Forget the newsreel images of elated Neapolitans welcoming American liberators in 1943. That reality lasted perhaps an hour or two ̶ the people of Naples were cheering through their tears. Worse was in store for them.
My colleague Alfred Cardone and I viewed Naples ’44, a new documentary based on the wartime journal of British officer Col. Norman Lewis. While the film was true to some of Lewis’s accounts it left out much of his experience. Nevertheless, by the end of the film, and even more so his book, the viewer is left with a numbing pride in the shear grit and resourcefulness of Neapolitans.
Assigned to an American division, Lewis saw up close the havoc visited upon Naples by American air strikes and retreating German troops. The city was in rubble. The airstrikes had killed some 20,000 civilians and destroyed the water and sewer systems. Meanwhile, the Germans had demolished the remaining vital services and left time-bombs to detonate long after they fled.
Naples bore the brunt of German and Allied wrath because on September 8, 1943 the Kingdom of Italy switched sides after ousting Mussolini. The Germans now considered Italians traitors and occupied the peninsula. Caught in between, Naples became a battleground. Its young men had been killed or captured in the war, or demobilized elsewhere in Europe. Its women were now a commodity.
Prostitution and theft became the sole means to survive under the Allied occupation. The Allies estimated that 42,000 “nubile” women out of some 150,000 in Naples sold their bodies for cash or canned goods. Lewis states that strepococci and gonococci were reintroduced to Italy by American troops. Typhoid, cholera, and starvation were a daily curse. Fisherman were confined to shore. Neapolitans lived on one meal a day of poor quality bread dipped in olive oil. Apparently, the Americans had no contingency plans to feed the population, so Neapolitans began siphoning off U.S. military stores to survive.
Lewis relates the story of one cocky old man who was arrested for theft by the Americans. He told the judge, ‘When the Germans were here we ate once a day, now with the Americans only once a week. We’ve been screwed by both.’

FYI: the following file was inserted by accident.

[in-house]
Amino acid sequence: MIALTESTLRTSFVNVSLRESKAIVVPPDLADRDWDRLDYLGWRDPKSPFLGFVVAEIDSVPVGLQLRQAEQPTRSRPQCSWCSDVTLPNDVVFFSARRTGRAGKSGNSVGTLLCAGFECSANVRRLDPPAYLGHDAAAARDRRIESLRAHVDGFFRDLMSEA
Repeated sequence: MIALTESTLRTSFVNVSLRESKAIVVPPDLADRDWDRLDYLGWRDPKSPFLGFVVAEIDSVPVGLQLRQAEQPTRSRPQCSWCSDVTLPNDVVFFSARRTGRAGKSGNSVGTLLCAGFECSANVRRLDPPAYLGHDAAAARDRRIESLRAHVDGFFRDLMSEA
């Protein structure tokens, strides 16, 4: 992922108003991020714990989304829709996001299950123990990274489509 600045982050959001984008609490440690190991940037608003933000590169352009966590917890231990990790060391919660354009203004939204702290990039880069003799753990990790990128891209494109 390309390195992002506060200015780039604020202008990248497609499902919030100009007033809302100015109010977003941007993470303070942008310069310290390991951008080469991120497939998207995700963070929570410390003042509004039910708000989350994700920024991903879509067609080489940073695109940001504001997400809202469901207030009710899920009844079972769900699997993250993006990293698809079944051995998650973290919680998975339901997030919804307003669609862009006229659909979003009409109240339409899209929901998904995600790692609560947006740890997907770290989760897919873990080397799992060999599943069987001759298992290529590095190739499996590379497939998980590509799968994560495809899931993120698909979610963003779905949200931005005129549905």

The film failed to mention the campaign of rape by French Moroccan troops, which was covered in Lewis’s book. One of many atrocities occurred outside of Naples in May, 1944. Fifty Italian women were raped, each by two men simultaneously, “…as these were not enough to go round, children and even old men were violated.” In retaliation, Italians lured five of the “Moors” to a house with food and poisoned them. Before they died the Italians castrated and decapitated them. This story was the basis of the movie Two Women with Sophia Loren in 1960.
Lewis details other outrages by the Allies. The American Military Government (AMG) hired Camorra chief Vito Genovese – a deported U.S. gangster who lived in nearby Nola. Suffice it to say, the Camorra had a resurgence under American rule.
Another event the film did not contain was the Neapolitan insurrection against the Germans prior to the American arrival. Famously called the ‘Four Days of Naples,’ the revolt was set off by a German round-up of Neapolitans for export to German war factories. From September 27-30, 1943, all of Naples rose up and successfully drove the Germans out of the city – the only successful revolt in World War II. The Allies arrived at an open city.
Amid all the chaos and deprivation he witnessed in Naples Lewis, an Intelligence officer who spoke Italian, truly lived and worked among Neapolitans and had this to say in the film: “A year among the Italians had converted me to such an admiration for their humanity and culture that I realize that were I given the chance to be born again and to choose the place of my birth, Italy would be the country of my choice.”
Enough said. -JLM